Wednesday, January 1, 2020

"Militia supporters chanting ‘Death to America’ break into U.S. Embassy compound in Baghdad"

Fro the WaPo's summary:

The ease with which the demonstrators reached the embassy underscored, however, how little sway the United States now has over the Iraqi government it installed after 2003 and the security forces it trained.

The embassy compound lies inside the Green Zone, which is normally off limits to ordinary people. But thousands walked unimpeded into the zone to participate in the embassy assault. Iraqi security forces mingled with the crowd, and some joined in. One member of the force that guards the zone’s checkpoints was photographed helping militia supporters smash the bulletproof glass at the embassy reception gate.


the demonstrators . . . smashed their way into one of the facility’s heavily guarded reception areas, breaking down armored doors and bulletproof glass before setting fire to the room.


The demonstrators also smashed security cameras, set two guardrooms ablaze and burned tires. They made a bonfire out of a pile of papers and military MREs (meals ready to eat) found in the reception area, where guards normally search and X-ray visitors.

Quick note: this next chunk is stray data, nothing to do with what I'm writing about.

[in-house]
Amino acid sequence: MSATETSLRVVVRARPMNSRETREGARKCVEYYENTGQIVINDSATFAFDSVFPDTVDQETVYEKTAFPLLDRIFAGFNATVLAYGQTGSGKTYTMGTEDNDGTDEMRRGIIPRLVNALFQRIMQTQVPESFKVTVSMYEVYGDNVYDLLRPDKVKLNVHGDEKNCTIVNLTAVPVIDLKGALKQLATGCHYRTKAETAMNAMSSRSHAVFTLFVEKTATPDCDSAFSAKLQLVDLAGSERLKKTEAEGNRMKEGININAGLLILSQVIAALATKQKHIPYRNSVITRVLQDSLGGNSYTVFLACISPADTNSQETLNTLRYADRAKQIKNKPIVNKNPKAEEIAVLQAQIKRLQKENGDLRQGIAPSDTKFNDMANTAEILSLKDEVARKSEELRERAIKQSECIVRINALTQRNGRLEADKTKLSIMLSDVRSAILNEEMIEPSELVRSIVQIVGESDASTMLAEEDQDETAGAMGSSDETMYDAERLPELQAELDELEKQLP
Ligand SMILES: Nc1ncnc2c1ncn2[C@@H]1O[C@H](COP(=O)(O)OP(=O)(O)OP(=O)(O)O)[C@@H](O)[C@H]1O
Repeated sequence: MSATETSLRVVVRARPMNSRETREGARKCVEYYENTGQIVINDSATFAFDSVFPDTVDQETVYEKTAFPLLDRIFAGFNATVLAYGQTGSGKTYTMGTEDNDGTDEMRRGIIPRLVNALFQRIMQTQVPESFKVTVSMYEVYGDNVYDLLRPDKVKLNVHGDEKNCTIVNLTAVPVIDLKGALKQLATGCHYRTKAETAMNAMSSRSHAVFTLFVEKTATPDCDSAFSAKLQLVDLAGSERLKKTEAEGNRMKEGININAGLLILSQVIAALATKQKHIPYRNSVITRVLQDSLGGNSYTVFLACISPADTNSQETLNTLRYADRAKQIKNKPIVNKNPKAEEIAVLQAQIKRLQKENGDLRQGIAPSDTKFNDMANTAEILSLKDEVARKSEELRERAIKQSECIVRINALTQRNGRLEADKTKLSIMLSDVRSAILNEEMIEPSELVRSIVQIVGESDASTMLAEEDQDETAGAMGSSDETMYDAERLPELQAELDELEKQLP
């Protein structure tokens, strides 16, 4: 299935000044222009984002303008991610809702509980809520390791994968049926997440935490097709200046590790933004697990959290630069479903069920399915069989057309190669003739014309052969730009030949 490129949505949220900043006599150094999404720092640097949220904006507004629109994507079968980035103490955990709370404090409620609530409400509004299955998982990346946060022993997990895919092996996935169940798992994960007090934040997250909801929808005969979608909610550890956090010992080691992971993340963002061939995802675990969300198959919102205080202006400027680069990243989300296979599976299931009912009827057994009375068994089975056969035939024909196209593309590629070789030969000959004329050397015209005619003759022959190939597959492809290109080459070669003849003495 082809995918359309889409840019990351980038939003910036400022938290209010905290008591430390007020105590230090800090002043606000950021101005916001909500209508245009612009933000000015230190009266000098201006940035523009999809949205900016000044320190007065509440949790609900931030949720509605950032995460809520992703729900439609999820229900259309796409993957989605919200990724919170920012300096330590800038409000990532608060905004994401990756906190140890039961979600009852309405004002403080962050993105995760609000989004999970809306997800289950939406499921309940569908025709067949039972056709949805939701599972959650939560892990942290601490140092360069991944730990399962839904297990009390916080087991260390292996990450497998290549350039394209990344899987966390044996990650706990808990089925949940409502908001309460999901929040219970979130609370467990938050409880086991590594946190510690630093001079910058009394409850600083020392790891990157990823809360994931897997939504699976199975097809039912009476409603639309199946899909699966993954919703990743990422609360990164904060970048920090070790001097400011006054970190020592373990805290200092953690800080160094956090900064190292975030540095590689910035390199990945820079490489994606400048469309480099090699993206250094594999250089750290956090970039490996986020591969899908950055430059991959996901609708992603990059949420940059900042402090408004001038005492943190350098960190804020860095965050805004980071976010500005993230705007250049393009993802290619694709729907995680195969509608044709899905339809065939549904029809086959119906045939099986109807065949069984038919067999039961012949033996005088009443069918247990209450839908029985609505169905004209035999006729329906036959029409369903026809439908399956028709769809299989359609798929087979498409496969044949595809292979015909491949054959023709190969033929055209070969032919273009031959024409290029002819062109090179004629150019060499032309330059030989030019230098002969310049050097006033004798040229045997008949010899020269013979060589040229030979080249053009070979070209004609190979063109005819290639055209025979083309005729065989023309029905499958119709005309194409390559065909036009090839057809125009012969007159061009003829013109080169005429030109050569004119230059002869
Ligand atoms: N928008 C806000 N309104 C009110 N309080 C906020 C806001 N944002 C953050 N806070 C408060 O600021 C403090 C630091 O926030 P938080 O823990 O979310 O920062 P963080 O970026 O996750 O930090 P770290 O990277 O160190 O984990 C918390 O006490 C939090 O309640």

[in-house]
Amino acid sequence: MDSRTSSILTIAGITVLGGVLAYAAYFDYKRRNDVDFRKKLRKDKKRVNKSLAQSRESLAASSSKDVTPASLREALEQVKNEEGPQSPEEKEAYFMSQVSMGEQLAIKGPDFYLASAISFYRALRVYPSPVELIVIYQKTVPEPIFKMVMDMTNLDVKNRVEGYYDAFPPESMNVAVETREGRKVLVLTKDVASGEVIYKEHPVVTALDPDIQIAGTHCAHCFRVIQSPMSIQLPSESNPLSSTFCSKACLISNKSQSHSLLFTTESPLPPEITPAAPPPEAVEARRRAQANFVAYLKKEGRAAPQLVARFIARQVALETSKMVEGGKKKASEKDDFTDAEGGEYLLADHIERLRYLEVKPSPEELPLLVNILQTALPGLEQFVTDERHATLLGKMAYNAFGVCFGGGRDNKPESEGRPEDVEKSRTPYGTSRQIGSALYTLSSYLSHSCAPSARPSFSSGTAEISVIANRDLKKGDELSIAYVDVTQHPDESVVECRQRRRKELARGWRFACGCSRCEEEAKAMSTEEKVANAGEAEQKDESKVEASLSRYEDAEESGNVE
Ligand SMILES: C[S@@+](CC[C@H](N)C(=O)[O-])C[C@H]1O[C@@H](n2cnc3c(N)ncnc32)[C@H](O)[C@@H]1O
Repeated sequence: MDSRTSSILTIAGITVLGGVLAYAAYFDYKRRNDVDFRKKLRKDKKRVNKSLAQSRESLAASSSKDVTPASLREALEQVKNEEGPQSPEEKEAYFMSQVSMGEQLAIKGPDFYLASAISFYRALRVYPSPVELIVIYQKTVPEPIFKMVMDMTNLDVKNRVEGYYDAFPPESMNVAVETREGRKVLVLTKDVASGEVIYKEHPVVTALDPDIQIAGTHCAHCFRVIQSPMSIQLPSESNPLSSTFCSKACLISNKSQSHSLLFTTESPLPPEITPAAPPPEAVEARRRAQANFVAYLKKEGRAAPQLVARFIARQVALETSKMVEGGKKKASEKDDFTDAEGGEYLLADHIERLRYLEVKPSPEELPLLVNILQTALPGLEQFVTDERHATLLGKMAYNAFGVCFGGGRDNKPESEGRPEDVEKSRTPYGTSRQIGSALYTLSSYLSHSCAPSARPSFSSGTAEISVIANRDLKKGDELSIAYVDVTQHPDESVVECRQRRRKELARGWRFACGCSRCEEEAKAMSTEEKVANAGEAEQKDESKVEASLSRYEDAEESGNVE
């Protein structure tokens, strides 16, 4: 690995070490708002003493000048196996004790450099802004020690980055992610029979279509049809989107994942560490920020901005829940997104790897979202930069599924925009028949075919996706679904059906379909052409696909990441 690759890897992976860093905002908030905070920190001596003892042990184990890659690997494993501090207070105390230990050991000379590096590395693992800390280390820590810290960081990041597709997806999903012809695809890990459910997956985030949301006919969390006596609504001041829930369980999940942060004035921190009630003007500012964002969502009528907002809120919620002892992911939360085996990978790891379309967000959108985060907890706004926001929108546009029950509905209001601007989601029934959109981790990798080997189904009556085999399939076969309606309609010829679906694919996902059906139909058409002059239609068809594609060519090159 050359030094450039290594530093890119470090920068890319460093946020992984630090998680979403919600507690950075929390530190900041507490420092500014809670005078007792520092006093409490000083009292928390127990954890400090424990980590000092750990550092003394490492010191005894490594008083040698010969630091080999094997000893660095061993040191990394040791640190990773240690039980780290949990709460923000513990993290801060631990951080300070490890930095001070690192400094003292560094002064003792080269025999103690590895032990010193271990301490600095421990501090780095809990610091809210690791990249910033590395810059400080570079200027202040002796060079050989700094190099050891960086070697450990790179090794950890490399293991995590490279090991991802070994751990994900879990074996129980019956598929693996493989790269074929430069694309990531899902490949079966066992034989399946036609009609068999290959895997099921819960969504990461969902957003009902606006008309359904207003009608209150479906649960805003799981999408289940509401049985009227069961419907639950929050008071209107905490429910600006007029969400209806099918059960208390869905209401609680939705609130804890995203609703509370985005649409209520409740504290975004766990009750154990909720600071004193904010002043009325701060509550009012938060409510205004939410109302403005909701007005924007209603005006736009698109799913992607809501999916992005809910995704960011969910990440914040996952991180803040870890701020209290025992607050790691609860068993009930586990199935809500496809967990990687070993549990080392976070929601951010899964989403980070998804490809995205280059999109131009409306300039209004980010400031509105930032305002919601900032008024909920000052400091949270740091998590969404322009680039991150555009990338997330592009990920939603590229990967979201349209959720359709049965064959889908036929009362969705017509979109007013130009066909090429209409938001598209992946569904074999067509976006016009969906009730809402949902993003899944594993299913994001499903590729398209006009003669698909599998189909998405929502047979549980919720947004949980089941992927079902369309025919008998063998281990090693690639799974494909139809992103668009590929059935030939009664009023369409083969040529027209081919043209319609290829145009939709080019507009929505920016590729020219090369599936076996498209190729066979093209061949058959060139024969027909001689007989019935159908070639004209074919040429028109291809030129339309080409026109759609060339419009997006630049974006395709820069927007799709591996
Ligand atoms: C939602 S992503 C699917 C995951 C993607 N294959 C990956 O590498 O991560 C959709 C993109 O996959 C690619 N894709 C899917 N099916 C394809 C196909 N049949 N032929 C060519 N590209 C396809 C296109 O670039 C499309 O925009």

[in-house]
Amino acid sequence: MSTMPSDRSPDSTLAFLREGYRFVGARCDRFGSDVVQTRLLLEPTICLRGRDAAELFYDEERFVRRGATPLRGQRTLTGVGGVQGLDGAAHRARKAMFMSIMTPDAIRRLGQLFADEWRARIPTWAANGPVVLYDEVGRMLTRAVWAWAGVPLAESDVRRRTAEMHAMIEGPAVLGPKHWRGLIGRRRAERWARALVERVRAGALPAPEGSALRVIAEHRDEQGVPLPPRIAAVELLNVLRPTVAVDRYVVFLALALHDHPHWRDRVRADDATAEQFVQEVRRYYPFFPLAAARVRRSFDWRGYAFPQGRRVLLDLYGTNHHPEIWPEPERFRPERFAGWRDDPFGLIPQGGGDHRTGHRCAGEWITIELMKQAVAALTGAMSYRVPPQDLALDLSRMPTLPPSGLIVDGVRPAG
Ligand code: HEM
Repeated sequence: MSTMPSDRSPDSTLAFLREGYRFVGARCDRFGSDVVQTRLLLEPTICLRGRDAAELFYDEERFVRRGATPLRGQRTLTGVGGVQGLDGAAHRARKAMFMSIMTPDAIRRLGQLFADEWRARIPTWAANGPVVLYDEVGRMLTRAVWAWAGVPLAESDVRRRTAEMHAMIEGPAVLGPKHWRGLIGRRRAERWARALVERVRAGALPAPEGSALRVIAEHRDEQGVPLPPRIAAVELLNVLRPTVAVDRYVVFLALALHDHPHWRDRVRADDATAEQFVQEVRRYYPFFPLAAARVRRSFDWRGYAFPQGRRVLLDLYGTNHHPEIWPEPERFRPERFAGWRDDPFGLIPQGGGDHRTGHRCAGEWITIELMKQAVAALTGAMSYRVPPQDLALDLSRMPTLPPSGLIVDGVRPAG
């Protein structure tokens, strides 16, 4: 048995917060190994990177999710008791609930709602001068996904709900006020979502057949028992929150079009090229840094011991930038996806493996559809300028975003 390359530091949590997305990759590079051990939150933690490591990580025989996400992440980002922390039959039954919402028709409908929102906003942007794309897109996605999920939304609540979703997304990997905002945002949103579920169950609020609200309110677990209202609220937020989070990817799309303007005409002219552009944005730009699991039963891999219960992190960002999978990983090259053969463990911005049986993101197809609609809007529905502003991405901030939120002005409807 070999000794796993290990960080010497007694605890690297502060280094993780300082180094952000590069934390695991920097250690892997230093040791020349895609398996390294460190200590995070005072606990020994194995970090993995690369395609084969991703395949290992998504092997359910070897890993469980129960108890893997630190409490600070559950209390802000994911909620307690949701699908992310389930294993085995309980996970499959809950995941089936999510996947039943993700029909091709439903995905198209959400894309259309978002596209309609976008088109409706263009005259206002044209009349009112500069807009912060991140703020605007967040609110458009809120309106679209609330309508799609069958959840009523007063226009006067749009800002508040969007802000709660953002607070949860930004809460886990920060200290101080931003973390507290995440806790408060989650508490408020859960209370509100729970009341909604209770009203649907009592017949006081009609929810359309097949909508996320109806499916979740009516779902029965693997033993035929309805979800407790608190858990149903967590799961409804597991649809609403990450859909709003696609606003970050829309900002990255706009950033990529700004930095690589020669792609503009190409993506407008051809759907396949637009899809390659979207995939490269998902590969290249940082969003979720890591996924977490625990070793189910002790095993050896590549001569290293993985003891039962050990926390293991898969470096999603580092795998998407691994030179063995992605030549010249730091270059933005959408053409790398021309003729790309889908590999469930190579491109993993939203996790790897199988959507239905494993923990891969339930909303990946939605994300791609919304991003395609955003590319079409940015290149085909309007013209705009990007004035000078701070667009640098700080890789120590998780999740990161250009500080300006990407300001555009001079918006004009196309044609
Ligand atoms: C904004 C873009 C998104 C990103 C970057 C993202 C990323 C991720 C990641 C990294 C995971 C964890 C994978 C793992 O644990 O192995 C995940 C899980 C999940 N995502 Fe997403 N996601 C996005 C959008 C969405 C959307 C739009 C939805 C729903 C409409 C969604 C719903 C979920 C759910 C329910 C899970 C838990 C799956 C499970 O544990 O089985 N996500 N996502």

The U.S. diplomats and embassy staffers inside the safe room felt secure, according to two reached by a messaging app. They declined to give details.

It was unclear how many U.S. officials were in the compound. Officials have given different estimates of the number of American full-time staffers in Iraq, ranging from 300 to 352, but have not provided a breakdown of their locations.

U.S. Ambassador Matt Tueller is out of the country on previously scheduled personal travel


as the day wore on it became increasingly unclear whether the United States could safely retain a diplomatic and military presence in Iraq without embarking on a wholesale confrontation with the militia — and its Iranian backers — now effectively besieging the embassy.


Among the crowd were some of Iran’s most powerful allies in Iraq, including Hadi al-Amiri, leader of the Badr Organization; Qais al-Khazali, who heads the Asaib Ahl al-Haq militia and was once imprisoned by the U.S. military; and Jamal Jaafar Ibrahimi, better known by his nom de guerre, Abu Mahdi al-Mohandes, who spent years in prison in Kuwait for bombing the U.S. Embassy there.